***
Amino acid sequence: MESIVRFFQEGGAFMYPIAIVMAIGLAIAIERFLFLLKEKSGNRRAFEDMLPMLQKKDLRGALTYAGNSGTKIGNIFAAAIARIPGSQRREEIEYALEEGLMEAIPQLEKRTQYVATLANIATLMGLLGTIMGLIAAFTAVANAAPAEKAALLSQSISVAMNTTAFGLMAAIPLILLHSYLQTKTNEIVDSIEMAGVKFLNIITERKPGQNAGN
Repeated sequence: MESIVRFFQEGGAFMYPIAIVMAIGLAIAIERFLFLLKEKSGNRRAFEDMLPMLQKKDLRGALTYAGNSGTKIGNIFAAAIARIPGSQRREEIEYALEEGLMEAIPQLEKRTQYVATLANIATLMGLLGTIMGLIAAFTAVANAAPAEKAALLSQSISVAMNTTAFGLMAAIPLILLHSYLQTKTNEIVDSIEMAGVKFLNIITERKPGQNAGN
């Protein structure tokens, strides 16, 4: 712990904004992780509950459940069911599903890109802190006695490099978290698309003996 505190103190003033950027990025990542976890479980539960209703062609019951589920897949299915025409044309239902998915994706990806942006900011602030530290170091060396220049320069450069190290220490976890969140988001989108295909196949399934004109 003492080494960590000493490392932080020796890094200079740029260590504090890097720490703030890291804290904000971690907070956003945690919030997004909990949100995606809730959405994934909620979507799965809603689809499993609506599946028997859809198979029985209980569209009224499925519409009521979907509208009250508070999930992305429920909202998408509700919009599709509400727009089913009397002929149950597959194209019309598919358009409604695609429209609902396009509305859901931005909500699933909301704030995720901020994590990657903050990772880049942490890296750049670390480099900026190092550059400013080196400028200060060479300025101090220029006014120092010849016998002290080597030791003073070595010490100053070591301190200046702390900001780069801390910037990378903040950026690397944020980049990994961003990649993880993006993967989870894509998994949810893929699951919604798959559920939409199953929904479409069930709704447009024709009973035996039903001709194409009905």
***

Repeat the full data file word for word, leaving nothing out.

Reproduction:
Amino acid sequence: MESIVRFFQEGGAFMYPIAIVMAIGLAIAIERFLFLLKEKSGNRRAFEDMLPMLQKKDLRGALTYAGNSGTKIGNIFAAAIARIPGSQRREEIEYALEEGLMEAIPQLEKRTQYVATLANIATLMGLLGTIMGLIAAFTAVANAAPAEKAALLSQSISVAMNTTAFGLMAAIPLILLHSYLQTKTNEIVDSIEMAGVKFLNIITERKPGQNAGN
Repeated sequence: MESIVRFFQEGGAFMYPIAIVMAIGLAIAIERFLFLLKEKSGNRRAFEDMLPMLQKKDLRGALTYAGNSGTKIGNIFAAAIARIPGSQRREEIEYALEEGLMEAIPQLEKRTQYVATLANIATLMGLLGTIMGLIAAFTAVANAAPAEKAALLSQSISVAMNTTAFGLMAAIPLILLHSYLQTKTNEIVDSIEMAGVKFLNIITERKPGQNAGN
């Protein structure tokens, strides 16, 4: 712990904004992780509950459940069911599903890109802190006695490099978290698309003996 505190103190003033950027990025990542976890479980539960209703062609019951589920897949299915025409044309239902998915994706990806942006900011602030530290170091060396220049320069450069190290220490976890969140988001989108295909196949399934004109 003492080494960590000493490392932080020796890094200079740029260590504090890097720490703030890291804290904000971690907070956003945690919030997004909990949100995606809730959405994934909620979507799965809603689809499993609506599946028997859809198979029985209980569209009224499925519409009521979907509208009250508070999930992305429920909202998408509700919009599709509400727009089913009397002929149950597959194209019309598919358009409604695609429209609902396009509305859901931005909500699933909301704030995720901020994590990657903050990772880049942490890296750049670390480099900026190092550059400013080196400028200060060479300025101090220029006014120092010849016998002290080597030791003073070595010490100053070591301190200046702390900001780069801390910037990378903040950026690397944020980049990994961003990649993880993006993967989870894509998994949810893929699951919604798959559920939409199953929904479409069930709704447009024709009973035996039903001709194409009905």